Confessing a Weakness

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I love music. My earliest memory is of me standing in the middle of the bench seat of the family station wagon singing the chorus to Don McLean’s “American Pie” at age two. I started piano when I was 7, drums when I was 8, had a failed experiment as a saxophonist in sixth grade, spend a month trying to teach myself electric bass, and owned a guitar in the hopes that I would eventually learn to play it (I didn’t). I’ve done (and won awards for) musical theater. I would practice a song for months before singing it at karaoke, back when I was able to do karaoke in a bar that wasn’t filled with smoke. Music is in my blood and always has been.

These days my musical expression has been limited to the two radio shows that I do each week. I’m in complete control of one show’s playlist, and have creative consultation rights to the other show, which is in actuality programmed by my wife. I haven’t been behind a drum kit since I was in my 20s, I haven’t seriously played piano in well over 30 years, and I can’t remember the last time I sung anything, even to myself at home, alone.

So along comes something like this video (sorry, folks, I’m too cheap to pay for the subscription that would allow me to embed video) that absolutely blows me away.

Choir! Choir! Choir! is a community choir in Toronto, and when they do a production, they do it big. They gathered over 500 people to sing “Space Oddity” to mark the death of David Bowie, and pulled in over 2,000 singers for a performance of Prince’s “When Doves Cry” in three-part harmony.

The video that I linked is of Choir! Choir! Choir!’s performance of Leonard Cohen’s “Hallelujah.” Fifteen hundred people gathered together and were led by Rufus Wainwright (the performer that did what is likely the best known rendition of the song, from the Shrek motion picture soundtrack) in a hauntingly beautiful rendition of what is already a hauntingly beautiful song.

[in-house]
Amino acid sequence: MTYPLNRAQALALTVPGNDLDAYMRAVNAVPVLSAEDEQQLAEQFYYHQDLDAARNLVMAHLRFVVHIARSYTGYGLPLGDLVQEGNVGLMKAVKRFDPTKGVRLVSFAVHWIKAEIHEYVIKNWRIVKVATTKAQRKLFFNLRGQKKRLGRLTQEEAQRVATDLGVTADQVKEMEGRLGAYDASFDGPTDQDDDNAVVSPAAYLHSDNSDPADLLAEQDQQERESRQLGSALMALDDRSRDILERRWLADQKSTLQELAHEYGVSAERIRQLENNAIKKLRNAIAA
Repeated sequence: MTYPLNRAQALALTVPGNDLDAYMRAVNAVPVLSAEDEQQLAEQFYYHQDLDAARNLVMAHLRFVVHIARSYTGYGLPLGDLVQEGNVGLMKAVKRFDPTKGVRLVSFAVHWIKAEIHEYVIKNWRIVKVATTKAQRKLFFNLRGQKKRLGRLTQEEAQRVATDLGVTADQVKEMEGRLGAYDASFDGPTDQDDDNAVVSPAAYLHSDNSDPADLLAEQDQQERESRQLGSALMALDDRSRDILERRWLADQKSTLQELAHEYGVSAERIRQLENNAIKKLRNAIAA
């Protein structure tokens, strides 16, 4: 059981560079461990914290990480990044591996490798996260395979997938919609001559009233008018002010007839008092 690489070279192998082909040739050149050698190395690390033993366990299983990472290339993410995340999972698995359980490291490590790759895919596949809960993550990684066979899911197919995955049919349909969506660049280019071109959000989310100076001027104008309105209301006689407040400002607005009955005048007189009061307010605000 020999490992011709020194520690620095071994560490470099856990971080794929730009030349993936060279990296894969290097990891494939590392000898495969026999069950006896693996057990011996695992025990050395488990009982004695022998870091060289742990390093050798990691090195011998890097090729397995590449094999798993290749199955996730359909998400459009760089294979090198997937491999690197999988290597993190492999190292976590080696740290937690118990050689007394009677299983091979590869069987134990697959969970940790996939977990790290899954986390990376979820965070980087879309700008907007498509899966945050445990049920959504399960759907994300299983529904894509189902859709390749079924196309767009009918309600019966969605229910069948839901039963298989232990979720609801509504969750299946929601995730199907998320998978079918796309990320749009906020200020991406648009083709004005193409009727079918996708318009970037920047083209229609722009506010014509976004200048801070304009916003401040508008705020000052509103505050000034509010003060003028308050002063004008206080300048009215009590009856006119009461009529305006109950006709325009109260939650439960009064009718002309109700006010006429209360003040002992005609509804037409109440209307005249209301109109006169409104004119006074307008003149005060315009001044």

And therein lies my weakness.

I read what the video was all about beforehand and had already started crying just thinking about how beautiful this video must be before I ever hit play. It starts out with the choir gathering at the Hearn Generating Station in Toronto, an introduction to the newcomers participating with C! C! C! for the first time, and then Rufus Wainwright took the stage and the single accompaniment of an acoustic guitar began the song. Rufus began the song, as I’m so accustomed to hearing him sing, but soon the choir joined in, and the beauty and power of 1,500 people singing this supremely gorgeous song just overwhelmed me. I was sobbing while listening, barely able to see the video through my tears.

And it’s not just music.

Sad tale of a dog or cat that has a happy ending? Tears. The story of someone that overcomes significant obstacles to reach a long-standing goal? Tears. The underdog wins the ball game? Tears.

I’m very prone to crying. I know I should be more in control of myself, but sometimes I just can’t help it. I wish I knew how to turn it off sometimes, because it can happen at the worst possible moment (for instance, I was in a bardic competition in the SCA a few years back and started crying uncontrollably while performing a song I wrote).

I suppose the alternative is to just stop feeling emotion at anything, and that’s really not an option. I just wish I had a better poker face when I’m overcome with emotion.

So anyway, there’s my confession, but really, the thing you should take away from this blog post is that video I linked. Take the time to watch it for yourself. It is really, really beautiful.

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